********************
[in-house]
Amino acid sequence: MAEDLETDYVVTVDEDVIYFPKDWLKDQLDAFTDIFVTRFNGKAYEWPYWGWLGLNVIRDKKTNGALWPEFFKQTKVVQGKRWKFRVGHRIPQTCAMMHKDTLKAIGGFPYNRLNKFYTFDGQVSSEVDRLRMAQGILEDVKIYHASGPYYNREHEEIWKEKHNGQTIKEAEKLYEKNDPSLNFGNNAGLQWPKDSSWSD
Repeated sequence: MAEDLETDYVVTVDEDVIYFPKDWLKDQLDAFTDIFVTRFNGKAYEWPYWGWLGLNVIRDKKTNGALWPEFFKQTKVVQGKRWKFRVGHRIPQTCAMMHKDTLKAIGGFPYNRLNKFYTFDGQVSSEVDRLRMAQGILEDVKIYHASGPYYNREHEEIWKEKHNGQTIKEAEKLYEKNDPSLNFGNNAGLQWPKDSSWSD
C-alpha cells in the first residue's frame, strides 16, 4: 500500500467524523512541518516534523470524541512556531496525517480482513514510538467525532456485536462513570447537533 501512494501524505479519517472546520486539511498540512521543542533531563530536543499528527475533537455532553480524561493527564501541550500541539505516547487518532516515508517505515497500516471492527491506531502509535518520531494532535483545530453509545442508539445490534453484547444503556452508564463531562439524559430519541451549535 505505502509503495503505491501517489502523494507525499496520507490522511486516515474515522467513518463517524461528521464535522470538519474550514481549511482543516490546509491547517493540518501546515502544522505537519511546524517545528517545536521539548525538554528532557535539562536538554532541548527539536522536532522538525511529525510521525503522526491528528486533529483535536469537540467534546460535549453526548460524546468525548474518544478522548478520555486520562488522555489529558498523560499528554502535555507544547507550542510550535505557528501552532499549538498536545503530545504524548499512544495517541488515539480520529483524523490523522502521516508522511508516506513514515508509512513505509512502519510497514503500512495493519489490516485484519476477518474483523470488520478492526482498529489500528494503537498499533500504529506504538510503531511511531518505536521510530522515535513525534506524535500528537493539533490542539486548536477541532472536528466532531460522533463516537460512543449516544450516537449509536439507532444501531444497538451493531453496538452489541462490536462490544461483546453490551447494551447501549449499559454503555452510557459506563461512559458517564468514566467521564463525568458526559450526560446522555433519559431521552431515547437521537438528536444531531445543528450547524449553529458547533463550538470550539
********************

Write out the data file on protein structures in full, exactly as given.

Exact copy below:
[in-house]
Amino acid sequence: MAEDLETDYVVTVDEDVIYFPKDWLKDQLDAFTDIFVTRFNGKAYEWPYWGWLGLNVIRDKKTNGALWPEFFKQTKVVQGKRWKFRVGHRIPQTCAMMHKDTLKAIGGFPYNRLNKFYTFDGQVSSEVDRLRMAQGILEDVKIYHASGPYYNREHEEIWKEKHNGQTIKEAEKLYEKNDPSLNFGNNAGLQWPKDSSWSD
Repeated sequence: MAEDLETDYVVTVDEDVIYFPKDWLKDQLDAFTDIFVTRFNGKAYEWPYWGWLGLNVIRDKKTNGALWPEFFKQTKVVQGKRWKFRVGHRIPQTCAMMHKDTLKAIGGFPYNRLNKFYTFDGQVSSEVDRLRMAQGILEDVKIYHASGPYYNREHEEIWKEKHNGQTIKEAEKLYEKNDPSLNFGNNAGLQWPKDSSWSD
C-alpha cells in the first residue's frame, strides 16, 4: 500500500467524523512541518516534523470524541512556531496525517480482513514510538467525532456485536462513570447537533 501512494501524505479519517472546520486539511498540512521543542533531563530536543499528527475533537455532553480524561493527564501541550500541539505516547487518532516515508517505515497500516471492527491506531502509535518520531494532535483545530453509545442508539445490534453484547444503556452508564463531562439524559430519541451549535 505505502509503495503505491501517489502523494507525499496520507490522511486516515474515522467513518463517524461528521464535522470538519474550514481549511482543516490546509491547517493540518501546515502544522505537519511546524517545528517545536521539548525538554528532557535539562536538554532541548527539536522536532522538525511529525510521525503522526491528528486533529483535536469537540467534546460535549453526548460524546468525548474518544478522548478520555486520562488522555489529558498523560499528554502535555507544547507550542510550535505557528501552532499549538498536545503530545504524548499512544495517541488515539480520529483524523490523522502521516508522511508516506513514515508509512513505509512502519510497514503500512495493519489490516485484519476477518474483523470488520478492526482498529489500528494503537498499533500504529506504538510503531511511531518505536521510530522515535513525534506524535500528537493539533490542539486548536477541532472536528466532531460522533463516537460512543449516544450516537449509536439507532444501531444497538451493531453496538452489541462490536462490544461483546453490551447494551447501549449499559454503555452510557459506563461512559458517564468514566467521564463525568458526559450526560446522555433519559431521552431515547437521537438528536444531531445543528450547524449553529458547533463550538470550539